The bowls are deceptively small, but have quite a lot of substance within them! The boneless lamb cubes were really soft and tender to bite, and the traditional masala curry sauce it was cooked in was beautiful to spoon over plain rice.

With the spice mixture permeating through each mouthful, it was a unanimous agreement that this dish was the night's favourite one.
Beef Madras - $21.50
The Beef Madras was quite similar to the Lamb Rogan Josh in terms of both looks and taste, but perhaps with a milder flavour. It is a bowl of just-as-tender beef cubes in a creamy, coconut based gravy with a just as addictive sauce.
Butter Chicken - $22.50
I was happy to see that all chicken dishes use boneless chicken thighs instead of breast meat :)

They couldn't go past ordering the Butter Chicken at an Indian restaurant, which arrived with a velvety, buttery sauce in a vibrant shade of deep gold with succulent, marinated chicken pieces. The dish also has a touch of fenugreek - a plant with aromatic seeds used as a spice.

Initially not knowing what fenugreek tastes like and after eating this dish, I still do not know what fenugreek tastes like. I couldn't taste the flavour.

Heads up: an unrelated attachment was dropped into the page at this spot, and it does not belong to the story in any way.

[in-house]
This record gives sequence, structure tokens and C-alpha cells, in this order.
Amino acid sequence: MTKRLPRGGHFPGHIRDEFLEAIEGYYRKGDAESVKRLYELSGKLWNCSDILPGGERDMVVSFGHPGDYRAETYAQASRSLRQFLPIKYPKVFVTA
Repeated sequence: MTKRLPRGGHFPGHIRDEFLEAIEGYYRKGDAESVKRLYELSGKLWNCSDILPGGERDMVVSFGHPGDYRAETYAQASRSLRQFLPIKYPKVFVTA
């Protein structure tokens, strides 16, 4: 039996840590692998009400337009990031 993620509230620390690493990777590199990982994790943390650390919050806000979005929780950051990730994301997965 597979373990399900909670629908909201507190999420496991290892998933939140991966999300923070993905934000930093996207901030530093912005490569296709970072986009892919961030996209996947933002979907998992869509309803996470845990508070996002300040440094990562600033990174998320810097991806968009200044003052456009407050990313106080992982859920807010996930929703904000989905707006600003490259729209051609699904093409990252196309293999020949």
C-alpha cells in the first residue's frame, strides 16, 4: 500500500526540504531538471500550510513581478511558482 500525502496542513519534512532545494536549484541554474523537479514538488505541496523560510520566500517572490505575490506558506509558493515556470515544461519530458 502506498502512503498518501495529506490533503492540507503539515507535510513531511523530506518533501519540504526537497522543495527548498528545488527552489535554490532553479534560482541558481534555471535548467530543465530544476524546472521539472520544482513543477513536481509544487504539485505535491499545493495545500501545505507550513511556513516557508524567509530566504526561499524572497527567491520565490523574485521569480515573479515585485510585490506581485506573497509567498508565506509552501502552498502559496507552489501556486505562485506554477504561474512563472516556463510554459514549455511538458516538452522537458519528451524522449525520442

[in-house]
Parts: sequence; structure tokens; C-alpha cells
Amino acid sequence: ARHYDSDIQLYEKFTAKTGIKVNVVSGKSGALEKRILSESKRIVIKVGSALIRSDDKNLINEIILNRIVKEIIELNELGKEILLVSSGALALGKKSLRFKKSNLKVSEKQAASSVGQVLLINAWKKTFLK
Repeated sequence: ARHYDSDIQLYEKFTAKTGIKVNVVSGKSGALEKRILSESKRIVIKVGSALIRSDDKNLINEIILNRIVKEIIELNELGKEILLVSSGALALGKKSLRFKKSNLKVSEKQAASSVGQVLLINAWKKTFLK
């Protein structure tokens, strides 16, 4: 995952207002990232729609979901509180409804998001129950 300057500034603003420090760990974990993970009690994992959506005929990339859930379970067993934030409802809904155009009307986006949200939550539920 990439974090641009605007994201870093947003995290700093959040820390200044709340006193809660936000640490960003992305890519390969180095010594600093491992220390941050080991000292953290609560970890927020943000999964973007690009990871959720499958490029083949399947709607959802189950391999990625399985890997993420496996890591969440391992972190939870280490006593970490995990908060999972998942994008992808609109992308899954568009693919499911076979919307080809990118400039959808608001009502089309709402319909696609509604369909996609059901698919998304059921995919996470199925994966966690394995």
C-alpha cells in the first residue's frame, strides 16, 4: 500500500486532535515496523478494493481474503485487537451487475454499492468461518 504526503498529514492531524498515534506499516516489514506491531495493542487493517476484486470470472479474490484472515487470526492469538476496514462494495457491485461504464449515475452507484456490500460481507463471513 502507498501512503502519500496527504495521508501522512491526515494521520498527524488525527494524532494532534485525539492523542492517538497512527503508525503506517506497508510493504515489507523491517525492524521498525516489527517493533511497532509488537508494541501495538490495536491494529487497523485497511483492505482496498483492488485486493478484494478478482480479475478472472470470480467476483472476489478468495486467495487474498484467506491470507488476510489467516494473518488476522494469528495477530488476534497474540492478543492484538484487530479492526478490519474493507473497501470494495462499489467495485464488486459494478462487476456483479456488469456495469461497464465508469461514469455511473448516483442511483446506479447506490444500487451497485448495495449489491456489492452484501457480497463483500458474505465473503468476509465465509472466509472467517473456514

Butter Naan - $4.50
We are very aware of the fast stomach filling properties of bread, but I am a firm believer that you could never overdose on bread :) There was a bit of confusion when we asked how many slices of naan bread each serve was, and were told that you get 1 piece.

Perplexed, we ordered 2 "for now". Each basket was 1 big piece of bread cut into quarters, so essentially there are 4 slices to each serve. The bread was warm from the charcoal clay oven, golden, looked absolutely delicious and the buttery smell was divine.

It did taste disappointingly bland though, and lacked the strong flavour that was expected.
Garlic Naan - $4.50
In the same boat was the Garlic Naan, which only had a very subtle garlic flavour despite being encrusted with a small amount of golden garlic specks. The naan breads served as very useful serviettes to wipe clean our plates of curry sauce to eat haha.
The "Before" shot; always extremely hard to capture! (Due to "Hunger Impatience Syndrome" present in most humans)
A big spacious dining room and polished furnishings turn it up a notch from casual dining; and the menu has quite the variety, with around a $5 price difference between takeaway and dine in prices.